A heritage and cultural tour in Northwest Argentina
That Argentina is a huge country is not news; indeed, it is the 8th largest country in the world. This gives us an idea of the great variety of regions and landscapes to discover, coupled with the fact that its cultural heritage is very rich and extensive.
A large part of the territory was occupied by native peoples before the arrival of the Spaniards and their process of occupation and “colonisation”. Sadly, much has been lost, although today it is still possible to learn about the original cultures through rural community-based tourism programmes that rescue and enhance the heritage of our ancestors.
Immersion in a rural community
This is the case of the Ocumazo community, a small rural village on the outskirts of the tourist city of Humahuaca in the Argentinean Northwest, where a few families offer services to travellers who come from all over the world.
Raúl and Daniel, our first hosts, are waiting to welcome us into their community. We walk with them along a narrow path that leads us to the family home where we will spend the night, passing by the school and the meeting hall that is mainly used for community meetings, neighbourhood assemblies and celebrations such as the carnival and the Fiesta de la Pachamama (Mother Earth’s festival).
After settling into a simple and warm room, a delicious dish of seasonal vegetables and legumes awaits us, where the big star is the haba (broad bean), as we are right in the harvest season. Later, together with Raúl we hike to one of the hills surrounding the house while he tells us about the connections of this region with the Inca Trail (Qhapaq Ñan) and the great Inca empire. The Omaguacas, inhabitants of this land, have left a great cultural legacy throughout the area. In the ancient site of the Antigal, we could imagine their passage through the fertile lands of the Ocumazo Valley.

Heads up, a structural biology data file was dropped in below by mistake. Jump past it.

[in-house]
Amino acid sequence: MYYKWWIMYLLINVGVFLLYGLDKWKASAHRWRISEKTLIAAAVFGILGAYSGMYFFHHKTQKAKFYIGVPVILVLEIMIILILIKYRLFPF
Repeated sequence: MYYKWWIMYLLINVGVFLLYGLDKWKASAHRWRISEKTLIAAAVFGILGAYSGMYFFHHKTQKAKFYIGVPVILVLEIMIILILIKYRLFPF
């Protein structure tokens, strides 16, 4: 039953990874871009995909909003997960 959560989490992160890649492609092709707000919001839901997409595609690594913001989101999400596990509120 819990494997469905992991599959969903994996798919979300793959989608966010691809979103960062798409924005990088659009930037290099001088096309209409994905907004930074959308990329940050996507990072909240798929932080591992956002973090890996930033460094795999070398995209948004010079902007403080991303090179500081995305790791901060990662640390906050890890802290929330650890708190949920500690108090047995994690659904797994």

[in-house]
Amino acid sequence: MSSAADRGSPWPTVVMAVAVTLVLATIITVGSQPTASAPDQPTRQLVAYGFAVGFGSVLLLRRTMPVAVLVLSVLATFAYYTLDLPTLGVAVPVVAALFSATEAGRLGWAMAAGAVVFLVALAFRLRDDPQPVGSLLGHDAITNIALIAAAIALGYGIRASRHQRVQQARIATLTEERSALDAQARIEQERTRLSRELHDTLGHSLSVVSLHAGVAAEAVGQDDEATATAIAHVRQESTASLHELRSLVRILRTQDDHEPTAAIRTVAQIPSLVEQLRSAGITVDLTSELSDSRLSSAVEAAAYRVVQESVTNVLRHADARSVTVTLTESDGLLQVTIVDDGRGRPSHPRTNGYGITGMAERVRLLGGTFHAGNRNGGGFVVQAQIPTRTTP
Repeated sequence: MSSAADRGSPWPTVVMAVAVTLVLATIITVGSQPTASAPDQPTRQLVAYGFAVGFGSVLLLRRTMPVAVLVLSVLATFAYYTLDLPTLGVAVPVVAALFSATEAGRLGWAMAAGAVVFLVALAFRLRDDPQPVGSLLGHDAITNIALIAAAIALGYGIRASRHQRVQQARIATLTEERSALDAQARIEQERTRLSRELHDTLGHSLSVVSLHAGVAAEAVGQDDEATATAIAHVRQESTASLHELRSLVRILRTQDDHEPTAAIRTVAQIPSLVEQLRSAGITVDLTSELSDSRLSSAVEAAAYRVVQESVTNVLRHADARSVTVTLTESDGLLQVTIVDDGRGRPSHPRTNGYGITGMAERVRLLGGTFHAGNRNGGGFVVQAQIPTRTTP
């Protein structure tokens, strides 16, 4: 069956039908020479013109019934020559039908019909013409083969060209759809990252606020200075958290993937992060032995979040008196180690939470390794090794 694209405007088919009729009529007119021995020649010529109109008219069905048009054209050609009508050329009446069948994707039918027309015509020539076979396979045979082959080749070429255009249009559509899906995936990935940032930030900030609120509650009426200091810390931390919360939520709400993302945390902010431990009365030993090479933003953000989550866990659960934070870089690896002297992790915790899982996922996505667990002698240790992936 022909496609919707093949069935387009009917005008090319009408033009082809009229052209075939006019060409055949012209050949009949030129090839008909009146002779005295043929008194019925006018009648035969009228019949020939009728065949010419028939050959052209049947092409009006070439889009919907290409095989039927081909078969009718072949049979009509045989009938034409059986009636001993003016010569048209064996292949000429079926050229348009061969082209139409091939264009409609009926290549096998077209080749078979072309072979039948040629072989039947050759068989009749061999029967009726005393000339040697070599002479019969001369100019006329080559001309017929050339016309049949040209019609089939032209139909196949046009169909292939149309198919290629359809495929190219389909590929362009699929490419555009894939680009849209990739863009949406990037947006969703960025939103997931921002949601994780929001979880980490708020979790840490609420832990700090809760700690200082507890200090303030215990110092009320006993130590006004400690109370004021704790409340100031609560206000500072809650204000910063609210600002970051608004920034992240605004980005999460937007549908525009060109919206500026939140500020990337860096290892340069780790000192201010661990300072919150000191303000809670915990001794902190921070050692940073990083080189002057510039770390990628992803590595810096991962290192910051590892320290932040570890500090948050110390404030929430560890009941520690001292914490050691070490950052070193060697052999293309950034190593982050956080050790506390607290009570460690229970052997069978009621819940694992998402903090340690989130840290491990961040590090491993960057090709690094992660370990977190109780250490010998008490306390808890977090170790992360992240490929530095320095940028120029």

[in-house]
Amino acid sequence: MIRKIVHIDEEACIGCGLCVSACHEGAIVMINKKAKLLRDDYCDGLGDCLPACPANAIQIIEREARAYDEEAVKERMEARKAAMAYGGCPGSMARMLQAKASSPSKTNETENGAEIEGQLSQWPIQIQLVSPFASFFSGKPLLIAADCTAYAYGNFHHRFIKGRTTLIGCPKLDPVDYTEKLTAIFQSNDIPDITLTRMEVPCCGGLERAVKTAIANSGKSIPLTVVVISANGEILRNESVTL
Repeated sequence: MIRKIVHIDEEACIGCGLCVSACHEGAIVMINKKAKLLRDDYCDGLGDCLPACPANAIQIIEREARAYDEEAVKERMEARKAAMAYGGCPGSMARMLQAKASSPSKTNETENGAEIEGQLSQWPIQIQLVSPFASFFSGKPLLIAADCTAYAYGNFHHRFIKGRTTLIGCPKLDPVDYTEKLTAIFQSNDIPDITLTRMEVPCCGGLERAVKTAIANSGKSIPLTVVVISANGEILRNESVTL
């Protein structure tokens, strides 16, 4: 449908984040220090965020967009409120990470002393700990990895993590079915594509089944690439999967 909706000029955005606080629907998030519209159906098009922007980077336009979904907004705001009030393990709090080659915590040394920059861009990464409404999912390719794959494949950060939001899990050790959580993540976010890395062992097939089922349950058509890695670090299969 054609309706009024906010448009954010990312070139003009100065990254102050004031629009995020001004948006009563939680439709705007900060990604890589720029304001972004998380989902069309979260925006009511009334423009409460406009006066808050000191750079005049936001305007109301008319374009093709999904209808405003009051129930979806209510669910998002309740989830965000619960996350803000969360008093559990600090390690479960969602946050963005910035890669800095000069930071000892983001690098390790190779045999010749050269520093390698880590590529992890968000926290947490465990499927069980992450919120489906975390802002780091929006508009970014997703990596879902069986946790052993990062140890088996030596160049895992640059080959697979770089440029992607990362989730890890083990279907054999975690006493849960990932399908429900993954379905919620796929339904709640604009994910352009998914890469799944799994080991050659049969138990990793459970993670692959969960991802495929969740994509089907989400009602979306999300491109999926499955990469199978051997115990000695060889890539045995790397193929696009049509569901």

Enjoying rich culture and unique landscapes
In the evening we visited Inés, who taught us the secrets of Andean gastronomy rescued from generation to generation. In her words, rural community-based tourism not only represents an additional economic income for families, but also generates other benefits such as preventing young people from migrating to the city, a growing trend in these rural areas where there are few youths left. This is the case of her grandchildren, who today find in tourism “the excuse” to stay in the community, through genuine employment that also allows them to continue with their grandmother’s gastronomic traditions.
The next day, we set off early with Daniel to explore the rural roads of Ocumazo. Along the roadside, we see plantations of all kind until we find quinoas. This famous Andean plant has hundreds of properties that Daniel is quick to explain in detail. After crossing a small stream that serves as irrigation, we arrive at the old water mill, a wood and stone construction that is still used by the families of the area.
In the afternoon we leave for the Hornocal, a 14-colour hill located on the land of the indigenous community of the Omaguacas. The views are truly impressive and the reflection of the sun and the shadows of the clouds create a unique spectacle.
This cultural tour in Northwest Argentina undoubtedly awakes our senses and allows us to connect with the places and their people through stories and traditions that fill our souls.
All pictures by Hervé Landetcheverry
This post was a contribution by Hervé, a local expert from our trusted tour operator in Argentina. To learn more about these cultural activities and nature adventures, you can see our tour Culture and Nature Treasures of Argentina.
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